Prenatal Caffeine and ADHD: Is There a Link?

William T. Basco, Jr., MD


January 19, 2018

Prenatal Caffeine Consumption and ADHD

Behavioral disorders, such as attention-deficit/hyperactivity disorder (ADHD), have increased over time.[1] Risk factors, such as tobacco or alcohol use by pregnant women, have not been shown to clearly correlate with ADHD in offspring, with results varying among studies. Links between prenatal exposures and later outcomes can be evaluated through large cohort studies, using extensive clinical and socioeconomic data to control for potential confounders.

In one such analysis, the Danish National Birth Cohort study,[1] mothers were recruited between 1996 and 2002, and data on coffee and tea consumption were obtained by maternal self-report. The outcomes of interest, determined when the study children were aged 11 years, were obtained by questionnaires completed by the children, their parents, and their teachers.

The investigators linked prenatal data on maternal caffeine consumption with behavior questionnaire outcomes for more than 47,000 children. Mothers were divided into one of four groups on the basis of their daily coffee and tea consumption:

  • No exposure to coffee or tea;

  • One half to three cups;

  • Four to seven cups; and

  • Eight or more cups.

The analyses accounted for the fact that one cup of coffee contains more caffeine than one cup of tea.

The study outcome was a standardized instrument of 25 questions, rated on a Likert scale. This instrument (although not diagnostic) grouped children into profiles that either fit or did not fit ADHD. The analysis accounted for maternal age at the time of birth, maternal body mass index, smoking during pregnancy, socioeconomic status, marital status, year of birth, and infant gender.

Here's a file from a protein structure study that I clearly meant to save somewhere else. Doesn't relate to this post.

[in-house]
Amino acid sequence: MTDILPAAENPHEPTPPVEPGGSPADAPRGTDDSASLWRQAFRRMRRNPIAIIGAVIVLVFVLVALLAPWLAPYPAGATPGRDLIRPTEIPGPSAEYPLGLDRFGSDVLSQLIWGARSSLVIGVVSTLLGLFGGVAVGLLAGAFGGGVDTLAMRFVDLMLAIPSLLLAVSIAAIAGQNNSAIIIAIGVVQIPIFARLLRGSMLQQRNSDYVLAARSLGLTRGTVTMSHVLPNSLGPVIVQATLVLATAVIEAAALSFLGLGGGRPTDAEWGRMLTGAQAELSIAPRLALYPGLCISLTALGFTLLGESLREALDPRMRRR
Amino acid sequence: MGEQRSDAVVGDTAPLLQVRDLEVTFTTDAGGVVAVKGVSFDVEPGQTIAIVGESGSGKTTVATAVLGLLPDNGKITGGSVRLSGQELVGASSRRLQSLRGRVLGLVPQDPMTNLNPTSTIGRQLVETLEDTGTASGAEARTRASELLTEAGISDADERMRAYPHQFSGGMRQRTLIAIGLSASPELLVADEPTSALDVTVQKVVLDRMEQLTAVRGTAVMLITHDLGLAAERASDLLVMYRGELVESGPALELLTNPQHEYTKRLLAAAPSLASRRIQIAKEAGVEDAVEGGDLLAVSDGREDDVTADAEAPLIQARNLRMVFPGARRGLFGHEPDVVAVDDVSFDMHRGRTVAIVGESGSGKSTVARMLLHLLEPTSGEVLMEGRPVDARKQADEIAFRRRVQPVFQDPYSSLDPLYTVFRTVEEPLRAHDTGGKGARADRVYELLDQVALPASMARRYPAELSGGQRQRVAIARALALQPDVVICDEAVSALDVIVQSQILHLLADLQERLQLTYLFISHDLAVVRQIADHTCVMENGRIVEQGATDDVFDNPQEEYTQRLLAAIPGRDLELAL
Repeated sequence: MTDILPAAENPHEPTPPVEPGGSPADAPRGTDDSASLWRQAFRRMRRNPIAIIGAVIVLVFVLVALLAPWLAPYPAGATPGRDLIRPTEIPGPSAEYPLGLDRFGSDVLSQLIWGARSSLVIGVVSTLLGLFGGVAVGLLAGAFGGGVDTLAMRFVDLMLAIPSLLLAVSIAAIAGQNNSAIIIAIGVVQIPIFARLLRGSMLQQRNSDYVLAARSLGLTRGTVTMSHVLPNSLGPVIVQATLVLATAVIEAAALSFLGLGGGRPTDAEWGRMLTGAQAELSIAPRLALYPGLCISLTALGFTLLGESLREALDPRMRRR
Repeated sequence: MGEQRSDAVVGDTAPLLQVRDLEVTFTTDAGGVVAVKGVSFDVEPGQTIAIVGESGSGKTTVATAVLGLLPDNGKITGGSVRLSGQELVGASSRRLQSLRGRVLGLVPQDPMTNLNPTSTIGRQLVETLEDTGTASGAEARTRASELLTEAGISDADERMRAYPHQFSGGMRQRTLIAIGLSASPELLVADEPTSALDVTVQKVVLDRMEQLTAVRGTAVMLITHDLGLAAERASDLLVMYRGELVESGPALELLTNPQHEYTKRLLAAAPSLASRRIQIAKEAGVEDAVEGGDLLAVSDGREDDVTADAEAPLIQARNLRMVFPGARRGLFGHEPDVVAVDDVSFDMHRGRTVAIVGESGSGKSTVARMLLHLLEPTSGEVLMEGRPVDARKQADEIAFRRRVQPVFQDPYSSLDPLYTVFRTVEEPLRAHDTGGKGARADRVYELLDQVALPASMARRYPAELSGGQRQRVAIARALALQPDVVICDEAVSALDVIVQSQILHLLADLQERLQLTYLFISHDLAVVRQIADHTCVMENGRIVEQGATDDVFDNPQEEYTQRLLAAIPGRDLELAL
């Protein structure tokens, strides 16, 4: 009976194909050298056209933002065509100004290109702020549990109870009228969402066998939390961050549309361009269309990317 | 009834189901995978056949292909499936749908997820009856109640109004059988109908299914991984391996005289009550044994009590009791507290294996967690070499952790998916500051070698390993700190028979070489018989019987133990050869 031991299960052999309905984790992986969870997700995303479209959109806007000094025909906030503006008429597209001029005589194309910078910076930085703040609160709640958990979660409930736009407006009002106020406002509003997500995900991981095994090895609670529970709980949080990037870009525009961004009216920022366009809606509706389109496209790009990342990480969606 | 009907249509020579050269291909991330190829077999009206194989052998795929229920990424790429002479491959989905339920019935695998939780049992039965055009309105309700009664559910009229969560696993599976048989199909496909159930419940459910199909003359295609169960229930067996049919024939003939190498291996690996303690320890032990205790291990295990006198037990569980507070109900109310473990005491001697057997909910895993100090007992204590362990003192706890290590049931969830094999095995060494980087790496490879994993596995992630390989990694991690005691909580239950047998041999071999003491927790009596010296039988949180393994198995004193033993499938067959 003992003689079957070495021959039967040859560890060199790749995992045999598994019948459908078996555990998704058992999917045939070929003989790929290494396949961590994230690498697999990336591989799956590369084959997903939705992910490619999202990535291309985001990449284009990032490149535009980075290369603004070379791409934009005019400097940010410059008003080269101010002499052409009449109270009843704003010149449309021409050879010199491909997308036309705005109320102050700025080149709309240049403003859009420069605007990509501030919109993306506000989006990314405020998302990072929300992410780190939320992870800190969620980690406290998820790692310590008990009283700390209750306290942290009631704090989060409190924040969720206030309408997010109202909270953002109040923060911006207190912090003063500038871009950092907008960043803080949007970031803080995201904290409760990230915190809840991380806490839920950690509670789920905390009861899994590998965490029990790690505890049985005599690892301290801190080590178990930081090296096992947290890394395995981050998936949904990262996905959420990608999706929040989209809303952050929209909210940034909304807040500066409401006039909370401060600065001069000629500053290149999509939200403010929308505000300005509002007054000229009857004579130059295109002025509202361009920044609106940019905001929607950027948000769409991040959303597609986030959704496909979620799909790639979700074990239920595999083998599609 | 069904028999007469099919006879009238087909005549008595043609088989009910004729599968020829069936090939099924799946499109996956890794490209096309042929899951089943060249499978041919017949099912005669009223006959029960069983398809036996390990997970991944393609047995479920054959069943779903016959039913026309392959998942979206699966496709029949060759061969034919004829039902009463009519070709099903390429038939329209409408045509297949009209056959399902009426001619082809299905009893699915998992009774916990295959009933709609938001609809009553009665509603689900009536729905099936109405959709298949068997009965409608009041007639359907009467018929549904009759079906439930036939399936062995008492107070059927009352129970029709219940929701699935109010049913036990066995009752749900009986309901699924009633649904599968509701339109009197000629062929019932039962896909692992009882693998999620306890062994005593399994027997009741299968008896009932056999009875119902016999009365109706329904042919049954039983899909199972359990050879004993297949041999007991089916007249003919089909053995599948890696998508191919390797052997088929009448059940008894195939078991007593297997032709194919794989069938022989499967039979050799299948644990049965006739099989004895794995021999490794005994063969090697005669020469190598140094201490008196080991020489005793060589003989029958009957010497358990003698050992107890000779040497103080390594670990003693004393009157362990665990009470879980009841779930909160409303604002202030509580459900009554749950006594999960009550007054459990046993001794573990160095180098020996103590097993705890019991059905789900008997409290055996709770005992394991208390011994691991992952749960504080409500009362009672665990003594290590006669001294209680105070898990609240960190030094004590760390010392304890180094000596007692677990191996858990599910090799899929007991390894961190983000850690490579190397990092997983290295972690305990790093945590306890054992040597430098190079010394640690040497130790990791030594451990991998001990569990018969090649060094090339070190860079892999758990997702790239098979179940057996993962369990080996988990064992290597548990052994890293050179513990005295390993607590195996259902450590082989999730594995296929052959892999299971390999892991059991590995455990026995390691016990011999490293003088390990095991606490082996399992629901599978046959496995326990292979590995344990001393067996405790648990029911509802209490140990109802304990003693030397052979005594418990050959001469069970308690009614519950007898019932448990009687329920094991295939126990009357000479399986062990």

At 15 weeks' gestation, almost 12% of the women were consuming more than three cups of coffee daily, and 18.7% were consuming more than three cups of tea. Coffee and tea consumption were similar later in pregnancy, at 30 weeks. There was a correlation between drinking eight or more cups of coffee daily and maternal smoking, but not between high tea consumption and smoking.

A significant trend was observed for an association between increasing levels of coffee consumption and the risk for the child's score profile to fit ADHD. For example, women who consumed eight or more cups of coffee daily had an adjusted relative risk of 1.47 (95% confidence interval, 1.18-1.89) of having a child with a behavioral profile that fit ADHD. However, caffeine consumption at 30 weeks did not correlate with behavioral outcomes.

In comparison, being in the lowest socioeconomic stratum had a much stronger correlation with ADHD profile (adjusted relative risk, 2.11). The inflection point seemed to be about 750 mg of caffeine daily (eight cups or more of coffee), and a lower intake was associated with a slightly lower risk for ADHD.

The investigators concluded that high caffeine consumption at 15 weeks, but not at 30 weeks, appears to be associated with behavioral profiles in the offspring that fit ADHD. They suggest that the correlation found at 15 weeks but not at 30 weeks suggests a developmental window during which fetal brains may be more susceptible to the effects of caffeine.


I love Scandinavian cohort studies. Without experimentation, they are one of the best ways we have of evaluating potential associations of environmental exposures and child outcomes. Even so, this study points out some of the limitations of such analyses.

I wouldn't interpret this study in any way as saying that pregnant women should avoid caffeine, although one could say they might want to avoid caffeine in excess. Although these analyses included a lot of information about the mothers, it's not clear how many potential childhood confounders were addressed. These threats to validity were acknowledged by the study authors, who comment that caffeine consumption often correlates with other maternal factors that may increase the risk for ADHD, including smoking, alcohol consumption, age, and education level.


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